Gary Lillie reports that Ann Arbor, Michigan, Chapter 310 president John Kinzinger thought the chapter should have a pig roast as a fund raiser. Lillie purchased a pig at the local 4H club and donated it to the chapter. Lillie named the pig after his favorite Hollywood actress/activist. The event raised money for packages for the troops, parties for veterans at local VA hospitals, and many other chapter projects. Lillie reports that the pig roast served 300 people and raised over $3,000.

    I’ve heard of celebrity roasts before, but poor “Jane Fonda”!

    Here’s a profile of him in the A2News:
    “Word that best describes you: Empathetic.”
    Uh huh.
    “Pet peeve: People that seem to dislike our country. We have flaws, but this is the best and most generous country in the world.”
    Achtung, baby!

  4. egpenet
    Posted February 29, 2008 at 7:43 am | Permalink

    In the context of your comment, it read as if the City government/Planning Department would tell the school district to sell or not. Simply the way I read it, dear friend.

    Our schools are OUR schools … local control and all that … at least for now … unless and until the State or the Feds take over … to whip them back into shape.

  5. Rob
    Posted February 29, 2008 at 8:20 am | Permalink

    I heard a muted shoot of “Racism!” in the back of my mind as well, Mark– I’m sure there’s nothing to that, but I fear I’ve been conditioned by the current socio-political climate then I’d care to admit.
    As to searching for maybe a commercial tax paying entity purchasing the place– I’m not aware of any offers having been put out there– ‘Sides the property Ardis sits on is fully within the Township, not the city, so we more ‘Urbane’ dwellers won’t benefit on that end anyway, other than the monies directly obtained from the sale– For at least the whole school district gains (thus us?) some much needed cash.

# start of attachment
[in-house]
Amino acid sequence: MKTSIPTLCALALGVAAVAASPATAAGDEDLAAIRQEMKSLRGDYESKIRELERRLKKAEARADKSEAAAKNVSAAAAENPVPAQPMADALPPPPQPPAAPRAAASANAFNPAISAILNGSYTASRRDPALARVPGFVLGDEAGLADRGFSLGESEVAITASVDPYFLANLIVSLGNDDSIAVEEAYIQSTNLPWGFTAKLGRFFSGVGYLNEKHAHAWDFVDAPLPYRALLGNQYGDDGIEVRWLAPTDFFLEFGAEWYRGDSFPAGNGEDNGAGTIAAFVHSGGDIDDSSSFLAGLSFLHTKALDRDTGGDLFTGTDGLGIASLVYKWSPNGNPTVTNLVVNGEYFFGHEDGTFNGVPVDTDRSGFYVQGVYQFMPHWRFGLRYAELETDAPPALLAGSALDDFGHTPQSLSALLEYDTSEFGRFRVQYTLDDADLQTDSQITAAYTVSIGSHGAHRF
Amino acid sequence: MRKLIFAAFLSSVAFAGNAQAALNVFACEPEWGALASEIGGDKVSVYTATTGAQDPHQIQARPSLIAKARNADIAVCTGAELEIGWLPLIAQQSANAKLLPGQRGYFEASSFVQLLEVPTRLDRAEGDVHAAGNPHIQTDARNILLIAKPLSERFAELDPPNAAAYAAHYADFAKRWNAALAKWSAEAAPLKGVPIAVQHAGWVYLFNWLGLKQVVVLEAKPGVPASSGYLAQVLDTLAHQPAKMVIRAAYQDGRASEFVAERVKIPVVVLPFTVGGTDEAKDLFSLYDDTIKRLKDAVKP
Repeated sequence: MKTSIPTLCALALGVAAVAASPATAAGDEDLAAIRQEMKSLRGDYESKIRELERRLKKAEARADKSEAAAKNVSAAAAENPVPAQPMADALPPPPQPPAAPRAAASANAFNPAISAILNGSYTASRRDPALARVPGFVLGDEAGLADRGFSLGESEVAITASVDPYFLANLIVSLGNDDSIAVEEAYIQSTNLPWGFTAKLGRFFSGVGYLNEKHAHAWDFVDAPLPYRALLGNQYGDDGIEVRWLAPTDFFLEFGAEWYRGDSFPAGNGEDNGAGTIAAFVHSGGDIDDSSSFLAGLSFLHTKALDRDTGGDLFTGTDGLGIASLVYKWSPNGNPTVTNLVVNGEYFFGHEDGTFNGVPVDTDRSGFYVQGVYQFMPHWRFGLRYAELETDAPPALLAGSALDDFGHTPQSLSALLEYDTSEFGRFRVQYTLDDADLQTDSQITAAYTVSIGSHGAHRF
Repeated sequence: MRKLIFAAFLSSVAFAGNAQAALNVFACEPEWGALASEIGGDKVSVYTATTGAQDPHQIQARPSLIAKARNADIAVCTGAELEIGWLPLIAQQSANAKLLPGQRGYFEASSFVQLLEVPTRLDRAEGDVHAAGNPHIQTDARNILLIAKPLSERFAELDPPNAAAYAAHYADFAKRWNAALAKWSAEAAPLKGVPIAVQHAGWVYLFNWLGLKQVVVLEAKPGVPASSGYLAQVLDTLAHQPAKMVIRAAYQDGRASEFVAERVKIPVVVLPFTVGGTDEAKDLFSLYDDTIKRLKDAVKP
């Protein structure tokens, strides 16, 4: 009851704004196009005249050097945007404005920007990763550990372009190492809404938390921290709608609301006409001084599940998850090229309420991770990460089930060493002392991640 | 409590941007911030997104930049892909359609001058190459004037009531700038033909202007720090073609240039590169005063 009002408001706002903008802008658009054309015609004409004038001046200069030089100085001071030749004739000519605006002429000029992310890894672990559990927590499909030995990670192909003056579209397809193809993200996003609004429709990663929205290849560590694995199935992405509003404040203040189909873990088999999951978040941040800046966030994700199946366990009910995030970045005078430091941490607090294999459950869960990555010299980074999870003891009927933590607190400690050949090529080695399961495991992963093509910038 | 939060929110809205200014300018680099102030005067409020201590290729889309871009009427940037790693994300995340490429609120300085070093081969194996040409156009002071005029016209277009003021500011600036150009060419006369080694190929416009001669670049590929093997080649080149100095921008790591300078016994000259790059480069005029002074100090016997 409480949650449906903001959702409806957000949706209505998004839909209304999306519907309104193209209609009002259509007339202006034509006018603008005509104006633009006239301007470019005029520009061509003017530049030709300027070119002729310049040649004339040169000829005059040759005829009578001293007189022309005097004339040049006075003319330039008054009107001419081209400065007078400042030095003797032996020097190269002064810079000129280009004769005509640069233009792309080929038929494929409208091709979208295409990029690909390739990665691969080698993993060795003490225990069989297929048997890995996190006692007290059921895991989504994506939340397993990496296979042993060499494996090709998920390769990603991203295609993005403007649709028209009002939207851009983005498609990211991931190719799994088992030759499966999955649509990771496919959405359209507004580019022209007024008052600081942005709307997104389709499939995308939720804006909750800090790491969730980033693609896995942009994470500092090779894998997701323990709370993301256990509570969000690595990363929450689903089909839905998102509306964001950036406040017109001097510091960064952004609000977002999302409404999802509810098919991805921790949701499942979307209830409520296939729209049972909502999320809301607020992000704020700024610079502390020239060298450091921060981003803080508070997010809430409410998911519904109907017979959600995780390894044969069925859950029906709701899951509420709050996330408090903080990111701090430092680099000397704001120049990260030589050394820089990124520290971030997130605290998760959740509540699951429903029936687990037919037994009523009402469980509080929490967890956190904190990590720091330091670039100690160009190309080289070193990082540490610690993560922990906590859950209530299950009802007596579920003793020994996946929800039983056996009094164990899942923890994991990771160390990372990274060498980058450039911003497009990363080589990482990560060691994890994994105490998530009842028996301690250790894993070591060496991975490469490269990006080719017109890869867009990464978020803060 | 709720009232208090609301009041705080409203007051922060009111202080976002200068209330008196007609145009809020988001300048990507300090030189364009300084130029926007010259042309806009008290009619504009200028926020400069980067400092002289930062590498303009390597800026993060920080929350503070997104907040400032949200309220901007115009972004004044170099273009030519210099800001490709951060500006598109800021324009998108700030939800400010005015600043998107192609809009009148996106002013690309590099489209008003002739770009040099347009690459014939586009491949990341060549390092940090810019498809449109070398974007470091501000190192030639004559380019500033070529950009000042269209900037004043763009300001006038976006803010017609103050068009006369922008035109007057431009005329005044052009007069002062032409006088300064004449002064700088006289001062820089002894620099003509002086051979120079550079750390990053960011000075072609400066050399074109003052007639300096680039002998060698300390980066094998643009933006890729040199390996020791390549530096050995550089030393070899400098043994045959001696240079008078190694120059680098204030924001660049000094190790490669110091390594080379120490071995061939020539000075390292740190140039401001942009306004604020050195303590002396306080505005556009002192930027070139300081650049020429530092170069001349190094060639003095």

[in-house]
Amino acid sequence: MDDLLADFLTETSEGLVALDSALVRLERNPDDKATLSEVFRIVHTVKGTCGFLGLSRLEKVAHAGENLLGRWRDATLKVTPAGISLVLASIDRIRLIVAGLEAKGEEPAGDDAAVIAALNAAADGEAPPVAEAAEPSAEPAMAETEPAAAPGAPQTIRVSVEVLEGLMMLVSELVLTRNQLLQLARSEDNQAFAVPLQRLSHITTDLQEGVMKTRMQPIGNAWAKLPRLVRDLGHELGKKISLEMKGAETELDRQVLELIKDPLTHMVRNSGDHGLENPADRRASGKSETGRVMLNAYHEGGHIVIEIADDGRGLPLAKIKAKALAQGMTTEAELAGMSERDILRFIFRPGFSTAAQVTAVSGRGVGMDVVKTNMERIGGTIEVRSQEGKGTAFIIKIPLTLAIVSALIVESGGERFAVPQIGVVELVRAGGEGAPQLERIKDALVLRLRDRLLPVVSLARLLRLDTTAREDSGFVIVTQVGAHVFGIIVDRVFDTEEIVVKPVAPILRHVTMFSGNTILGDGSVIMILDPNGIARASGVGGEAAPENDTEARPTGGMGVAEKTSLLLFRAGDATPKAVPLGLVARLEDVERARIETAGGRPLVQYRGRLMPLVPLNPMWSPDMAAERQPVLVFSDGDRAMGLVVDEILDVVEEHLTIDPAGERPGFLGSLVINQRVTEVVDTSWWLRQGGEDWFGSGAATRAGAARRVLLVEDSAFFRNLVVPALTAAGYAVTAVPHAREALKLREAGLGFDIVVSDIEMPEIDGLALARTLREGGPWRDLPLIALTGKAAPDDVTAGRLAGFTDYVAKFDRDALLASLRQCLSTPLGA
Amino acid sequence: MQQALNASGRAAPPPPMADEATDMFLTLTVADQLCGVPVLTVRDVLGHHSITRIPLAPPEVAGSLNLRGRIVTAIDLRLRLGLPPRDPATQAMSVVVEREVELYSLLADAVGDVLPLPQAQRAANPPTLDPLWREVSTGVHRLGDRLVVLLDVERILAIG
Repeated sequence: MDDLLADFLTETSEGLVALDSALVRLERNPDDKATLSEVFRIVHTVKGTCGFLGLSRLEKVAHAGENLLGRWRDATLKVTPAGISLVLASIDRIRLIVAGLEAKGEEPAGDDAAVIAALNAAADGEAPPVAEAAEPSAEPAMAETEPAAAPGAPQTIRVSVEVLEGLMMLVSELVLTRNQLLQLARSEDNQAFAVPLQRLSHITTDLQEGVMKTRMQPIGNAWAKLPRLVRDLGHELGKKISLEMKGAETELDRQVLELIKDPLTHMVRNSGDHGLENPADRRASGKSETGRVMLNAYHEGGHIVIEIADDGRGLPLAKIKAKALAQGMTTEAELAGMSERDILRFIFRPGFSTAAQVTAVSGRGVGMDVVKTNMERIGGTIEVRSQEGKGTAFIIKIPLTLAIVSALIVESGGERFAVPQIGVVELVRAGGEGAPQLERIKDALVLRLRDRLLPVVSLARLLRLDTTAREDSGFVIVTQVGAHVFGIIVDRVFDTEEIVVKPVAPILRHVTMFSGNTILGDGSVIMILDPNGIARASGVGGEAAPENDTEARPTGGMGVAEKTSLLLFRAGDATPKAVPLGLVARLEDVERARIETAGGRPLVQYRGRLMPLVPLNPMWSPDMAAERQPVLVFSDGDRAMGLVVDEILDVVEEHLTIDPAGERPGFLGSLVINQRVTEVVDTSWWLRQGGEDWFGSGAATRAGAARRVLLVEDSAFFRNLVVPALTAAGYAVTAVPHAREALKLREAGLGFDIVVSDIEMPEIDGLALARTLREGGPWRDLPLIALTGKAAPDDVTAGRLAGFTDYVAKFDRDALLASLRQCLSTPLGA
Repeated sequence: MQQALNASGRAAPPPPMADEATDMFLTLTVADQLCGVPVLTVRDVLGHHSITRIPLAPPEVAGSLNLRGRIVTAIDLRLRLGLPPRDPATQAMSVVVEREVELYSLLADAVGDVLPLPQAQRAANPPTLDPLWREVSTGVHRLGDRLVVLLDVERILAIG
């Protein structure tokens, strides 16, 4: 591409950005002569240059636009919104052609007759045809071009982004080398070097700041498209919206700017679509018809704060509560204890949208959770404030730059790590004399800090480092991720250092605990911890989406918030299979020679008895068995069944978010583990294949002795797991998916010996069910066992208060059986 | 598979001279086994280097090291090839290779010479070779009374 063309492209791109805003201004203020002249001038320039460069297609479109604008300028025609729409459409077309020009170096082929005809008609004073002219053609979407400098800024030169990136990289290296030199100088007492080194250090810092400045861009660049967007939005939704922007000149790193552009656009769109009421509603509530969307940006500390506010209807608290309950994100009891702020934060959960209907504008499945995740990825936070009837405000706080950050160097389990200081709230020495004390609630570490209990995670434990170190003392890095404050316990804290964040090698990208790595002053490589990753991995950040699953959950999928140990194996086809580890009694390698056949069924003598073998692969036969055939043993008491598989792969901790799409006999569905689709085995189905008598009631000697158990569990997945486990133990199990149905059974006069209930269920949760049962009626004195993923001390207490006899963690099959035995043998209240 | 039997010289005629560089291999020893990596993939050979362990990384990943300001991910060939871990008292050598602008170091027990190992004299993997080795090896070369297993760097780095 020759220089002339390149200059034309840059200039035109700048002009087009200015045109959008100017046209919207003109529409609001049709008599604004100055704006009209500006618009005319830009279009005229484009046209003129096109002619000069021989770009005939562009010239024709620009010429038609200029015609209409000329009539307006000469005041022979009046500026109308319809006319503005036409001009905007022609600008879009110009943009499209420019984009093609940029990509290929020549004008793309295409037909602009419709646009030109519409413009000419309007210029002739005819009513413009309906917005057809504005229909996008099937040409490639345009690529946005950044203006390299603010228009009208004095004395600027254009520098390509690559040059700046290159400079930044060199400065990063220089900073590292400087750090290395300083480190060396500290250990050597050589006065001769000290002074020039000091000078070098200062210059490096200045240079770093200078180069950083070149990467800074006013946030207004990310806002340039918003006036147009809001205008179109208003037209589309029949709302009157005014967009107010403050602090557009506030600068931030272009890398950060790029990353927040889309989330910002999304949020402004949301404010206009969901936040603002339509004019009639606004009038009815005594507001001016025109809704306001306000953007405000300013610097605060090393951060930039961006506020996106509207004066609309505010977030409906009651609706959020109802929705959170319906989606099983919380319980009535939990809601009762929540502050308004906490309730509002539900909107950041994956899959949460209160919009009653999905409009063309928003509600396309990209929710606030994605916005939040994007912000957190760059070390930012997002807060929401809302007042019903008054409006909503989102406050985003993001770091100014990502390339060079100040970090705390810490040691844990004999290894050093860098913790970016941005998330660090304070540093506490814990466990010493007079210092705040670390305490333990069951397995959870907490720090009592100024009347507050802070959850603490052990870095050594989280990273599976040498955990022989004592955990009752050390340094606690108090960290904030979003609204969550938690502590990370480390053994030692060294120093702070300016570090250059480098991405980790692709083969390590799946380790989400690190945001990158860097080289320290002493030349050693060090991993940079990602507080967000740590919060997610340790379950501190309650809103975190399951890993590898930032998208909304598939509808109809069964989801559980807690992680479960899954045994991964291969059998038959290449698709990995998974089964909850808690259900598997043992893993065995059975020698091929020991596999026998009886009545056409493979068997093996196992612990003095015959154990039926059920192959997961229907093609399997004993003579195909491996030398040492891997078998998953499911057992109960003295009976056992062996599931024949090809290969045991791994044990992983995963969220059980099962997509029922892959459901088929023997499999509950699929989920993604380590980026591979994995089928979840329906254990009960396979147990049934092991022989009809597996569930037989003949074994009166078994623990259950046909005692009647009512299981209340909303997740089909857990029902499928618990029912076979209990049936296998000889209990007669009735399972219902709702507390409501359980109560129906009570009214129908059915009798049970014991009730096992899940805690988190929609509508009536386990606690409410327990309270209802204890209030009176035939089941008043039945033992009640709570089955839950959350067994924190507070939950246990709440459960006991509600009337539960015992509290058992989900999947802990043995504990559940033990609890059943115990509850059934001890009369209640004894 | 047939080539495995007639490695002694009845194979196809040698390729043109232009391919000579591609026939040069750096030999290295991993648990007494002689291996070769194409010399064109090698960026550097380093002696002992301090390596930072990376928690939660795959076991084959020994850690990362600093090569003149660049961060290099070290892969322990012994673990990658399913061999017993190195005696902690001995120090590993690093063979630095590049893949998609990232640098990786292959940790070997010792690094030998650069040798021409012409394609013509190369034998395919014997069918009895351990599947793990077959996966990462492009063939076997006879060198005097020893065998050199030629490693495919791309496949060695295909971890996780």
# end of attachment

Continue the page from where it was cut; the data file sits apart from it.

6. Posted February 29, 2008 at 9:57 am | Permalink


    The proposal from CB Richard Ellis was submitted February 12, 2008, in response to this RFP. So, two weeks ago, not 6 months ago.

  7. Ingrid
    Posted February 29, 2008 at 10:09 am | Permalink

    Ardis is not in the City but in the Township.

  8. Mr. Crabtree
    Posted February 29, 2008 at 12:08 pm | Permalink

    Thanks for the background on Lillie. When I read the story, my guess was that he was an ax grinder.

    Two weeks, six months, what’s the difference? the point is that the community hasn’t been kept in the loop. Would it be too much to ask that the city provide a quarterly update? I realize that some of the information can be found in Councilo minutes, but that’s not so user friendly.

  9. Bob Doyle
    Posted February 29, 2008 at 12:45 pm | Permalink